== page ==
The agricultural sector of Bangladesh has developed much but the fate of the farmers has yet to change. Farmers are not getting fair price for their produce thus losing their interest to cultivate rice. Farmers of different places have aired their frustration at the low paddy prices.
Reportedly, one maund (40kg) paddy is being sold at Tk 450 to Tk 500 in different markets across the country against the average production cost of Tk 650-700. Thus farmers are counting massive losses as they are not getting fair prices in the local markets. However, the government feels the export of surplus rice could be a possible remedy to overcome the dire situation. Hence, Bangladesh must find new destinations for rice export to sustain its agricultural sector. In this regard, the Food and Agriculture Organisation of the United Nations, a specialised agency of the United Nations that leads international efforts to defeat hunger, can be a target for Bangladesh to export rice through FAO.
Earlier the government had declared to procure rice from the farmers, for many reasons, but the farmers have not yet received any profit. As there is no infrastructure to buy rice directly from the farmers, the lion’s share of the farmers’ profit is being taken by the middlemen. Therefore, besides taking necessary steps for exporting rice, the authorities concerned must build adequate infrastructure to procure rice directly from the farmers.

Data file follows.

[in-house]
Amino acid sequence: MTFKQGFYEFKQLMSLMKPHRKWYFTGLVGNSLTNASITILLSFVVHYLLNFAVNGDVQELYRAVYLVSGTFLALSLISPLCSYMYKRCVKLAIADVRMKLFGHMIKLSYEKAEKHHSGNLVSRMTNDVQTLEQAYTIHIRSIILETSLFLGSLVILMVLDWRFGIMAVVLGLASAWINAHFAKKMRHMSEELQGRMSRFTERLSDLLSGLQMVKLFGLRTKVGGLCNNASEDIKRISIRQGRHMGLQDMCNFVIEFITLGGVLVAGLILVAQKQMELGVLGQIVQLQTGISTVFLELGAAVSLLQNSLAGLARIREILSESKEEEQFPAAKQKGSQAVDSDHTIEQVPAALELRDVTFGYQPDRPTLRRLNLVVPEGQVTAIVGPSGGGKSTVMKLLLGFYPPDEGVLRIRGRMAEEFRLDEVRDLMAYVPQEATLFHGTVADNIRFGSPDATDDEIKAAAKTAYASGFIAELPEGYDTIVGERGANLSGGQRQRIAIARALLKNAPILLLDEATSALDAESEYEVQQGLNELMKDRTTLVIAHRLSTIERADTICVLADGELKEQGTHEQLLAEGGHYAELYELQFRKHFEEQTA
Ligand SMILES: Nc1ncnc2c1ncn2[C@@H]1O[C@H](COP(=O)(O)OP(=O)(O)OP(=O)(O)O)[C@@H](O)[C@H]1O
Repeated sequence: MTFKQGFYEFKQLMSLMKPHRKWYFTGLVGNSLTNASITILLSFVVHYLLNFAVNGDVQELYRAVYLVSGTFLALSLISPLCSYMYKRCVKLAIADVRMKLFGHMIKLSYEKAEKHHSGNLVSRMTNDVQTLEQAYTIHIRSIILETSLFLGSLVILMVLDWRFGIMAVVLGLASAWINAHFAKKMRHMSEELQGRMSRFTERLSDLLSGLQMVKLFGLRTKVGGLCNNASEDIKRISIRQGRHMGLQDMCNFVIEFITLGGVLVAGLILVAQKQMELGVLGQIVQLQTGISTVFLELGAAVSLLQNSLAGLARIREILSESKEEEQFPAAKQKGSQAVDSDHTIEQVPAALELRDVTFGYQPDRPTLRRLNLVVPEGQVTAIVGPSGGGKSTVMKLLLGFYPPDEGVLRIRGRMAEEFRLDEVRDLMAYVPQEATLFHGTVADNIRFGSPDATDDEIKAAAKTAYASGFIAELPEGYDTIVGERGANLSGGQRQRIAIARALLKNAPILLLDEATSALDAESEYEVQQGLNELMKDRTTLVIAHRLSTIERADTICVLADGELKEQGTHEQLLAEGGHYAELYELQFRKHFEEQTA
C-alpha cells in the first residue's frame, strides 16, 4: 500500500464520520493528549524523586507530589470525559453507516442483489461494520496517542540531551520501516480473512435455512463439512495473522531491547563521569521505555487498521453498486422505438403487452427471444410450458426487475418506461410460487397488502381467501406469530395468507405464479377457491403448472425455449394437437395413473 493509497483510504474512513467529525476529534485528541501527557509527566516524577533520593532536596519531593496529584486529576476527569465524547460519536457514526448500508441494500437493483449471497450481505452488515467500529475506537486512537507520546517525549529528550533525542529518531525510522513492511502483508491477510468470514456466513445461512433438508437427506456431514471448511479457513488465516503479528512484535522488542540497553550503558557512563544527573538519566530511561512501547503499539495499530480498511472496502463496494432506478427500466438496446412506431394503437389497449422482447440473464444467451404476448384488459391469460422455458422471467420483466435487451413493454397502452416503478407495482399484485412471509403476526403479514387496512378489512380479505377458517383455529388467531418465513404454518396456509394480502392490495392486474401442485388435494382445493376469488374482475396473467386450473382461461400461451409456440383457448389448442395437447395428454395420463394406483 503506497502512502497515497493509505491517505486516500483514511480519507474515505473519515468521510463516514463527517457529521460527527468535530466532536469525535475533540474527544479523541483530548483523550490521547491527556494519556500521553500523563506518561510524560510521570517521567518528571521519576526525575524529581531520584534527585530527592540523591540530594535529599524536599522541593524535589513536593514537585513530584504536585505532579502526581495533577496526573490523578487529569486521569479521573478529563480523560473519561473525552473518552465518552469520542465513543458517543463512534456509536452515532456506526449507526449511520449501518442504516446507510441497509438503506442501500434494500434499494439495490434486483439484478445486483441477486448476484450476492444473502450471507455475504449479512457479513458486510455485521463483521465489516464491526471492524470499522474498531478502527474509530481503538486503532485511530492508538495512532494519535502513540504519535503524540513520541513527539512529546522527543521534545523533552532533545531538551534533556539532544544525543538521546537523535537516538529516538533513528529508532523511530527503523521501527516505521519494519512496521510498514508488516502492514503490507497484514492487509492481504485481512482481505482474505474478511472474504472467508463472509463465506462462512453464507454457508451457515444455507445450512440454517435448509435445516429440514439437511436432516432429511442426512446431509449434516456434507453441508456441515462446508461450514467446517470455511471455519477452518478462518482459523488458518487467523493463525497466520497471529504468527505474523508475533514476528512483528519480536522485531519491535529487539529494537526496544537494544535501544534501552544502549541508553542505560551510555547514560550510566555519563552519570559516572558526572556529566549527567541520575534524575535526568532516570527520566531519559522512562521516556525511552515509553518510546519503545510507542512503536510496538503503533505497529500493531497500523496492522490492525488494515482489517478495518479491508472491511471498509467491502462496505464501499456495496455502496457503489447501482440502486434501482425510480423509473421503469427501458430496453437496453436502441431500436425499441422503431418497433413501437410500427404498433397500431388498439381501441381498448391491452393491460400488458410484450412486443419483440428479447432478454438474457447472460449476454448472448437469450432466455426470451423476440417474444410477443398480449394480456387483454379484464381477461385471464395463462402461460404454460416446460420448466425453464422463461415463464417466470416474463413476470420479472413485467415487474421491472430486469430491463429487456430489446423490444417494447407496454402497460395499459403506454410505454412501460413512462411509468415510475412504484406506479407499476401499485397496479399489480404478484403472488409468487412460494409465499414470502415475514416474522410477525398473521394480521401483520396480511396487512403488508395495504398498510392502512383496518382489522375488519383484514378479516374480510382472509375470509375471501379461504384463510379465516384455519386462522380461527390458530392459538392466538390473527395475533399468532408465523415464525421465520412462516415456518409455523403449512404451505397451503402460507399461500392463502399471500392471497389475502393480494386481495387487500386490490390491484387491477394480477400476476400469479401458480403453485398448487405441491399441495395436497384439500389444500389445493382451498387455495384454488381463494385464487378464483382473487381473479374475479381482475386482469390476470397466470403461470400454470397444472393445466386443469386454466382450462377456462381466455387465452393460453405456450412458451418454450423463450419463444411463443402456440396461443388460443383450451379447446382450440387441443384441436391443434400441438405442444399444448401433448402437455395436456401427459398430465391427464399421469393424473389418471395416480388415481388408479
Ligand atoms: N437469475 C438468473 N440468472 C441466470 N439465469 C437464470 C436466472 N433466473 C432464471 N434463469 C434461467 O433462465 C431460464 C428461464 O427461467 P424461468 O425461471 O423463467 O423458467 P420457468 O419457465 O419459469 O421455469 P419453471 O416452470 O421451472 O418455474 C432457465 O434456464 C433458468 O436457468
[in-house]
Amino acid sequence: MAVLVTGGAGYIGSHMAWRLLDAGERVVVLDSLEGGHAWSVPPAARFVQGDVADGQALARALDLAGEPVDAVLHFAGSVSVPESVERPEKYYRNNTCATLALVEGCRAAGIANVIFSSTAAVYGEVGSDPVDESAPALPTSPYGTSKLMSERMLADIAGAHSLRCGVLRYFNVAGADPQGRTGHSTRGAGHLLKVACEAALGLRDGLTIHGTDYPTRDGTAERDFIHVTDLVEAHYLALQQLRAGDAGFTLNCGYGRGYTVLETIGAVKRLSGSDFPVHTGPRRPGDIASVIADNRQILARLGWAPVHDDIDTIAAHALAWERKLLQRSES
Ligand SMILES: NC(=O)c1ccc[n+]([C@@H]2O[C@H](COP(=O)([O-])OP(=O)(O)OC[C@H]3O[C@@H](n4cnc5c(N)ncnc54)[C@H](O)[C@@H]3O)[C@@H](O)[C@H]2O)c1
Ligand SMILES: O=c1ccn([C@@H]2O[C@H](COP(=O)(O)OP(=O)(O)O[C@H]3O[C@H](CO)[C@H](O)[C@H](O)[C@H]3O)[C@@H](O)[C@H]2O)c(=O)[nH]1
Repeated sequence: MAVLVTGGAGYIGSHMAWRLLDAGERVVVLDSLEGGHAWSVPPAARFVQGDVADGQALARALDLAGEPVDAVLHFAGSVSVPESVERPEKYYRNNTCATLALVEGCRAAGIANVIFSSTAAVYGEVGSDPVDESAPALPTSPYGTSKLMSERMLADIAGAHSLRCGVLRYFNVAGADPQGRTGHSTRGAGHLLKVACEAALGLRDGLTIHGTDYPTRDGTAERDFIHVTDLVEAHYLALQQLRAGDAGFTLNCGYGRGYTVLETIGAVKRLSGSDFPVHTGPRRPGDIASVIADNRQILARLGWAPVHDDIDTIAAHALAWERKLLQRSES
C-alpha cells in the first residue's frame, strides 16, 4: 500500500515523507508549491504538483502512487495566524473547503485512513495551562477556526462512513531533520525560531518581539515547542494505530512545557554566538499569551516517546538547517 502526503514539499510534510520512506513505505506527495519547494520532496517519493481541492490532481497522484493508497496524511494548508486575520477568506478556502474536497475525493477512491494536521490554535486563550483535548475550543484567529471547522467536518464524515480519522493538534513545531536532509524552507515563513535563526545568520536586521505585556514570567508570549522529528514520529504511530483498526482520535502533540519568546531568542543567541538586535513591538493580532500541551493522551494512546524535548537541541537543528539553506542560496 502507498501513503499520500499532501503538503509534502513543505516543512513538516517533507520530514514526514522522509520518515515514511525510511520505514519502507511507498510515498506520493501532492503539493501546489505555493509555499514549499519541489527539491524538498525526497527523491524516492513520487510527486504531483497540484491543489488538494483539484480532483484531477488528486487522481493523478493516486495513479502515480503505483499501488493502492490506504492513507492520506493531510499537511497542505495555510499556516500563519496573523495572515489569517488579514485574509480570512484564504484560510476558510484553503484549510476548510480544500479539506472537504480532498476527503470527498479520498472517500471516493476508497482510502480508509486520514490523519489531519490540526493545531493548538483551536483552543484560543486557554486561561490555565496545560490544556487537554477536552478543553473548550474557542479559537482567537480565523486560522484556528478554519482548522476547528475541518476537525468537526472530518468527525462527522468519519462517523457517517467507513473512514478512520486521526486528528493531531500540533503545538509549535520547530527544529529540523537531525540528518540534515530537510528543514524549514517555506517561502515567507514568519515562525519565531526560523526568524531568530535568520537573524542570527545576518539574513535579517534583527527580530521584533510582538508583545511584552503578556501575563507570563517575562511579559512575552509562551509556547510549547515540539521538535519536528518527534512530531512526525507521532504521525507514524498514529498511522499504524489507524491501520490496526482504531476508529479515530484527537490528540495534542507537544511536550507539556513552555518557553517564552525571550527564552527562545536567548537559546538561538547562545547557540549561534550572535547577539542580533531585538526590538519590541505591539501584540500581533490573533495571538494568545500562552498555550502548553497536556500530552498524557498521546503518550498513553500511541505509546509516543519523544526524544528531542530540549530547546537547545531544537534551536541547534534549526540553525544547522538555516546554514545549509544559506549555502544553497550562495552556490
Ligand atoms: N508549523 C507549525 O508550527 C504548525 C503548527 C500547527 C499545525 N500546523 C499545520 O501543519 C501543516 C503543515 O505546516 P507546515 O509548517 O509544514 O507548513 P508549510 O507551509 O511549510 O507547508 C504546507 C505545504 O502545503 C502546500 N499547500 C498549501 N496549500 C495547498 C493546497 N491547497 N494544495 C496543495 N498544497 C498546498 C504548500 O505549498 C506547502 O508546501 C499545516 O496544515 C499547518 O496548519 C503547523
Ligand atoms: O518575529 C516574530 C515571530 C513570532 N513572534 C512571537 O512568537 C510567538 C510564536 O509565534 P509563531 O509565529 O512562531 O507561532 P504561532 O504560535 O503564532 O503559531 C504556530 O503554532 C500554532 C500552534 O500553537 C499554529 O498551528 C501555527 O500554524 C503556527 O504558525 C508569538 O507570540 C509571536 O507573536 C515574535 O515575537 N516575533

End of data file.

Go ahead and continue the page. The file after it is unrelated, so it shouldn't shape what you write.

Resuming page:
Reportedly, there are more than 2 crore cardholder farmers in the country and among them 1 crore are small and marginal farmers. Experts assert that most of the farmers in Bangladesh are sharecroppers. They produce rice by taking loan from the money lenders. In the past few years, we experienced that during harvest time, money lenders force the farmers to pay back the loan and thus compel them to sell rice at a lower price. According to internal collection policy of the Directorate of Food, a cardholder farmer will be able to sell minimum 80 kg and maximum 3 tonnes of rice to the government. This initiative was taken to influence farmers to grow rice. But due to lack of infrastructure to buy rice directly from the farmers, government procured rice from millers and wholesalers who became the actual beneficiaries of the government’s increased rate for rice and paddy. Therefore, relevant authorities should immediately build an infrastructure system to procure rice directly from the farmers in order to ensure their estimated profit.